Warlock's Gauntlet is a dynamic, top-down shooter (well, spell-caster) game, placing you - the player - in the role of a battlemage. The hero travels through maps filled with monsters, gaining experience and learning new spells. The game is similar to titles like Gauntlet or Diablo. The game features 25 random-generated levels which should amount to about three hours of gameplay; the player character can find over 60 distinct spells. There is no networked multiplayer, but the game includes a hot-seat two-player mode. The game available entirely for free - the code is open source and the assets are licensed CC.
This game does exactly what it sets out to do. The way the spells work means that you have to create a well-balanced loadout and anticipate what's going to happen in the next room.
The stats are a little unbalanced (you'll see), as one is significantly weaker and one's extremely useful, but it's fine, since the spells themselves benefit from different stats.
All in all, it's a good way to kill an hour or so.
Can be fun for a while. Simple gameplay like Gauntlet, but unfortunately doesn't deviate much from it. Lots of balancing issues can make it very difficult or even impossible to complete a stage. The large number of creatures give very little chance for real tactics beyond circle-strafing.
Graphics could be clearer, with edges of terrain better defined.
Sound gets repetitive and annoying, with many supposedly different enemies sharing the same sound effects.
The UI sometimes provides very little feedback on what you're doing and can be sluggish and buggy.
The spell system is quite cool, but confusing and I couldn't find any documentation to explain it. It almost seemed as if trying to strengthen stats for one spell, made me weaker in all others.
Fun for a little while and could be very good if developed further.
I agree with an user that said:
- Needs more info in the stats screen (mana used per spell, total mana, total health, etc).
- A few of storyline would be appreciated.
For all the people that couldn't understand how skills works: you have to found spells influenced more or less in the same way by the runes. And you have to mind that when a spell is "not influenced" by a rune (for example "not at all") it's in reality influenced negatively if you add points to that rune. So another suggestion would be:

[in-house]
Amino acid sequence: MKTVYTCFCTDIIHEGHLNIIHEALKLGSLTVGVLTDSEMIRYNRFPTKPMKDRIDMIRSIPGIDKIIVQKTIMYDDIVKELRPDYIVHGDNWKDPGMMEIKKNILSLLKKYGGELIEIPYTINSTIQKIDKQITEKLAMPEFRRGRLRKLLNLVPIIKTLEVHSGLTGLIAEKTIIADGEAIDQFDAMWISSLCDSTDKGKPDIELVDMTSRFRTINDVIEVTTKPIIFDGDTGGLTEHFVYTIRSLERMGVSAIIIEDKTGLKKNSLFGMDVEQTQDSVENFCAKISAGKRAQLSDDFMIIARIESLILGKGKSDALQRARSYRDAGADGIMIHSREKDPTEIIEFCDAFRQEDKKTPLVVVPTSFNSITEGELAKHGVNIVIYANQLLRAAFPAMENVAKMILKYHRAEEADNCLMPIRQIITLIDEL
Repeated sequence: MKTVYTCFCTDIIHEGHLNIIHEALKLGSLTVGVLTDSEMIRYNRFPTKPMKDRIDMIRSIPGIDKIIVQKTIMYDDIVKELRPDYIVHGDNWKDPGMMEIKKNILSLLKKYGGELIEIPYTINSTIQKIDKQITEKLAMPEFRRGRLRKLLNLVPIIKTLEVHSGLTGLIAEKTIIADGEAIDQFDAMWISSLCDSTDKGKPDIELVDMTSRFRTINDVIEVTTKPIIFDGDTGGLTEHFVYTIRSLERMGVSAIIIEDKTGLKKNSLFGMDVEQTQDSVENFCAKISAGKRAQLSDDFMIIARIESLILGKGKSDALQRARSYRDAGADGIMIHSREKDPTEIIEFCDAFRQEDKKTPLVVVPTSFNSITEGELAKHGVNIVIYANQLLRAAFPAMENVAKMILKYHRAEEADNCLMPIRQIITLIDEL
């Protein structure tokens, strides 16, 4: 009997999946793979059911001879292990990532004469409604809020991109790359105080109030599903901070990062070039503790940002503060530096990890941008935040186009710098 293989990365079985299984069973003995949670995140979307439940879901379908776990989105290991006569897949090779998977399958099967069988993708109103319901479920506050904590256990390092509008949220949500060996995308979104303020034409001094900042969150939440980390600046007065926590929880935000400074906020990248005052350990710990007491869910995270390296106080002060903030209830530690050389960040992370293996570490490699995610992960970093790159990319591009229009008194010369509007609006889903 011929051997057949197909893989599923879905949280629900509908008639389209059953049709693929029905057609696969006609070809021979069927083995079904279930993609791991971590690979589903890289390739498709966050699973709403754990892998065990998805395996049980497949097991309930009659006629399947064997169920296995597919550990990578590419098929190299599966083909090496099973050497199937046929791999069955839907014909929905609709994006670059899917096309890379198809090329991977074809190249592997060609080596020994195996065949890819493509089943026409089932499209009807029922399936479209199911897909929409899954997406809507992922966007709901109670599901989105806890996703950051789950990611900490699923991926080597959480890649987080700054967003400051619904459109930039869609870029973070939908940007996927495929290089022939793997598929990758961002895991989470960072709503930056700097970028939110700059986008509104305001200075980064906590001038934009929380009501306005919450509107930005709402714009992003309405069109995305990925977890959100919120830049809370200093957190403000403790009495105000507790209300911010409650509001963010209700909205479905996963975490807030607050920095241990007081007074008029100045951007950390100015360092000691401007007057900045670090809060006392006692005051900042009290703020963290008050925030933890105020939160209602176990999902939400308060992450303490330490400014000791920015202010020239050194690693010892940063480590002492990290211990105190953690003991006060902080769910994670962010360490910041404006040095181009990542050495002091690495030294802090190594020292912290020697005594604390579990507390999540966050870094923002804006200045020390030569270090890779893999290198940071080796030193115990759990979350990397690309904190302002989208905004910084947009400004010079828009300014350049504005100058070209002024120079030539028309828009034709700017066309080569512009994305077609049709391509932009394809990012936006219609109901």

- Change the scale from "not at all-totally" to "awfully-optimally" or something like that, so that is easier to understand.
- Add something like the bestiary for the spells (could be unlocked after beating the dragon) so that it could be easier to manage skills from the beginning to better fit some spells
Fairly fun little shooter with top-down view similar to Larva Mortus or R.I.P.
You assume the role of a battlemage tasked with slaying a dragon. To help you in your quest are several different spells you can collect or buy. The spells are fairly imaginative, but some of them felt a bit overpowered, with the tradeoff of massive mana cost. However, as you progress in levels and get more skill points this will just become a minoir tradeoff which a skilled player can deal with. I found the early spell selection a little bitunderwhelming but after a few "rooms" I found some more useful spells, one of which ended up using all the way trough the game. To avoid spoiling the fun of discovery, I'll only say it is a very effective crowd control spell.
The graphics are fairly good and functional, except for the icy plains where the frozen trees blended into the background slightly. This caused a few deaths because I got stuck in a dead end which I thought I could pass.
Initially I was having problems with figuring out how to assign spell slots and use skills, but once I got it working and got the hang of it, I had a blast. Turned out that F1 opens up the help and F2 opens the character window. The game can be completed in under 2 hours, but it is well-made little shooter to kill time. Definitely worth a try.
I didn't have a chance to try the multiplayer, but I assume it is what it says on the tin.